Get the point? The point is love. Love God and love others. Show compassion, show mercy, extend grace. Don’t stand outside the Supreme Court with a sign that says, “I SUPPORT TRADITIONAL MARRIAGE.” Even if you do. That’s not demonstrating love. Let the court do what it will. Give to Caesar what’s Caesar’s. Your job is to be the hands and feet of Jesus. Do you think Jesus would be protesting outside the Supreme Court? I have a feeling he’d be elsewhere – breaking bread, washing feet and speaking healing into people’s lives.

Thanks to my incredible life group at Greenbrier Church, my best friend, and Andrew Marin’s book Love is an Orientation for inspiring this post.

Rambling of the Day: Taking a deep breath with confidence

22 Aug

I’m changing direction on topics today, because it is just one of those times I feel really bogged down by the personal struggles in my life and it’s difficult to focus on other things. I won’t go into detail about my problems and why I feel overwhelmed, because that’s not what this post is about. My issues are going to seem like huge problems to some people, and other people will just laugh at them because they seem so minor compared to their own. I’m writing this because I’m sure I am not alone in oftentimes feeling so anxious about life that it causes me to stop living it as fully as possible. When I was talking about this with someone today, I was graciously reminded that sometimes we go through times when we’re tested. I know the language is cliché, but it was a great reminder to me to calm down and adjust my attitude about my situation.

Sometimes we get so caught up in everything that seems to be going wrong in our lives that we downplay the good things that deserve our attention. We forget that we are loved during both the good and bad times in our lives. Perhaps we even feel that God is neglecting us when we are going through difficulty, but it is in these times that we need to remember the promises of God. Sometimes when we think about the Bible, we only want to take into consideration the parts that make us feel happy. But oftentimes the promises God offers are prefaced with the fact that this life will not always be easy! We are told we will have difficulty in this life, but we are also reminded that it will eventually be overcome.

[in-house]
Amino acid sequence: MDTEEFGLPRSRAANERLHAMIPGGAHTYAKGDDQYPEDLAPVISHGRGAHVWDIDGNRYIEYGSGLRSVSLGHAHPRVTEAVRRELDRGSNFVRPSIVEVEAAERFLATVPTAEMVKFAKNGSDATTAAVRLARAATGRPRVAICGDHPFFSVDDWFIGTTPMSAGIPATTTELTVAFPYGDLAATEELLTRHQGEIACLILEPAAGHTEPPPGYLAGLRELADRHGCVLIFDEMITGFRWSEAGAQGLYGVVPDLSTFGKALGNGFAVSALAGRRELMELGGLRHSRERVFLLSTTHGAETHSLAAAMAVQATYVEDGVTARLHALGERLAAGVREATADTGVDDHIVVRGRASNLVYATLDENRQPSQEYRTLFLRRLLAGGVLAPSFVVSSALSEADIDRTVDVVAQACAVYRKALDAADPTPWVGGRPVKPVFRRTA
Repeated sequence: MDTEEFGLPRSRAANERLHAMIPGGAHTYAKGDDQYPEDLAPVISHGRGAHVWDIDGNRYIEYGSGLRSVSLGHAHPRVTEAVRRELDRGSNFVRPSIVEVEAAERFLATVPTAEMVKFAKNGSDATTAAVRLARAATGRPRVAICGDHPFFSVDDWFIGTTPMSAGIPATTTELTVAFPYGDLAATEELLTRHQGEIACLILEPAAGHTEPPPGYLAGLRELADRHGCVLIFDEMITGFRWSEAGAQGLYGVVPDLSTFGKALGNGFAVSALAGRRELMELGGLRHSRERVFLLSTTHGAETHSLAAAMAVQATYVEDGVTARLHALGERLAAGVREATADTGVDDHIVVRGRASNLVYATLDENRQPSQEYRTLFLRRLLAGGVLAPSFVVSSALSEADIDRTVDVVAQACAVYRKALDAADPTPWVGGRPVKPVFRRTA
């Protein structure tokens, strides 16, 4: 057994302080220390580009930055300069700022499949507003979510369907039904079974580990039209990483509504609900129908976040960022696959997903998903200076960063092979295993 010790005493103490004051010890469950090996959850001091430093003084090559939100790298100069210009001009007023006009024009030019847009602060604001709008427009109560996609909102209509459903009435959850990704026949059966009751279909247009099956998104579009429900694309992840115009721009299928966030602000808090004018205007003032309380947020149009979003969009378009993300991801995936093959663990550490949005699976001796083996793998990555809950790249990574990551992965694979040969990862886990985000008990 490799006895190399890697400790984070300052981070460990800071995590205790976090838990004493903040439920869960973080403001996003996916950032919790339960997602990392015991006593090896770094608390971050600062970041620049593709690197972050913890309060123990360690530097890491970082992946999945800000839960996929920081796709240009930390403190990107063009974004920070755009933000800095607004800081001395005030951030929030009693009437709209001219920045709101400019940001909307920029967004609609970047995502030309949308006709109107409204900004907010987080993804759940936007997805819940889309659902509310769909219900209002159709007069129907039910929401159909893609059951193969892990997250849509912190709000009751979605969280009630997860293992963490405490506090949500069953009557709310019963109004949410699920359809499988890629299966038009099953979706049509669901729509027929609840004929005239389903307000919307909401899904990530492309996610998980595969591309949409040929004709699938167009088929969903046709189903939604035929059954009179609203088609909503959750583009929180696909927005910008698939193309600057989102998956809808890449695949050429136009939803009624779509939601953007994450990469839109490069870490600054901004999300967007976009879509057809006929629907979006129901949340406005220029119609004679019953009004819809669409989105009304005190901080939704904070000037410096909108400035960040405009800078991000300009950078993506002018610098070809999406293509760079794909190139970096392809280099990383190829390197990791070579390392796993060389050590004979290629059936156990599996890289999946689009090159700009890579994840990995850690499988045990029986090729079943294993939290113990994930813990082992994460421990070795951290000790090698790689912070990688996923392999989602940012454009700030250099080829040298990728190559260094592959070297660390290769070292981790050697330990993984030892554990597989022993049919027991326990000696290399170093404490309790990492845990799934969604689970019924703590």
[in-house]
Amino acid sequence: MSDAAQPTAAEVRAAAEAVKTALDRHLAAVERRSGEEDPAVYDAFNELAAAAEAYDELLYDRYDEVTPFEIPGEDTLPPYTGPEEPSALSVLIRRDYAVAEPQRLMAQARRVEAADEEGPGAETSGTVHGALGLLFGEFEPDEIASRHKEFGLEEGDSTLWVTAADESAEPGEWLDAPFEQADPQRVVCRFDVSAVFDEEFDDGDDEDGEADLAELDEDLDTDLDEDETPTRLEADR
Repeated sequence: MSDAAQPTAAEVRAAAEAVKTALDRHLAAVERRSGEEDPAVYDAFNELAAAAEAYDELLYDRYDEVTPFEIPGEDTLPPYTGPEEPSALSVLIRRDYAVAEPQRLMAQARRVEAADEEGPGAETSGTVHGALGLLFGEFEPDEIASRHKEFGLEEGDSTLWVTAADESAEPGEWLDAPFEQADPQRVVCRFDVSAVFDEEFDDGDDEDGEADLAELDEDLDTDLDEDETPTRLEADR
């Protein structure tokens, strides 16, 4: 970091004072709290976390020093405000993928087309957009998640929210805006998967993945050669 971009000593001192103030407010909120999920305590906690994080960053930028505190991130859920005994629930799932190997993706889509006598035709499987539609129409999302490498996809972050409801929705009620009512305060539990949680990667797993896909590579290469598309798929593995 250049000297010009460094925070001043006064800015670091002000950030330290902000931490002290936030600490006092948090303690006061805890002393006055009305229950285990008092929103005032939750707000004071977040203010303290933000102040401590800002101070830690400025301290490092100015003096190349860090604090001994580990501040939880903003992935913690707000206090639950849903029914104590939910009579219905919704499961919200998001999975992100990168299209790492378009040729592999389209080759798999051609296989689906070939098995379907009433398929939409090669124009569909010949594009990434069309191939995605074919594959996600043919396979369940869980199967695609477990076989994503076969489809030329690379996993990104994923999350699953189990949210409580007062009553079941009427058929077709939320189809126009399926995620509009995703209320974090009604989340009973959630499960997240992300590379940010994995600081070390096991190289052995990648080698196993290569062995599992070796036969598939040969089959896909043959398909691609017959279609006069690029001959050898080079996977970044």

John 16:33 explains it perfectly: “In this world you will have trouble. But take heart! I have overcome the world.” Philippians 4:6-7 is also a wonderful reassurance for those of us with the tendency to be anxious and dwell on our worldly problems: “Do not be anxious about anything, but in everything by prayer and supplication with thanksgiving let your requests be made known to God. And the peace of God, which surpasses all understanding, will guard your hearts and your minds in Christ Jesus.” I read these words today and it is amazing how much easier it was for me to focus on the positive things. The key to this verse is the description of the peace of God as being something “which surpasses all understanding.” Once you realize that God’s peace is greater than anything understood by man, how can you not simply let go of your burden and accept that peace? I know sometimes it seems impossible to let go of the difficulty in our lives because we feel like we have so much to be worried about. Honestly, sometimes I feel like if I’m not worried about something then I’m doing something wrong, and I do that mental checklist of things going on in my life, until – oh, yeah, that thing, that’s what I was supposed to be stressing over. But that isn’t the way we’re supposed to handle our burdens. Matthew 11:28 says, “Come to me, all who labor and are heavy laden, and I will give you rest.” The first part gives us the instructions, and they are pretty simple to follow. The second part holds the promise – we will be given rest! The peace of God will guard our hearts and minds, and we will be given rest. That’s more than enough to convince me to let go of my anxiety.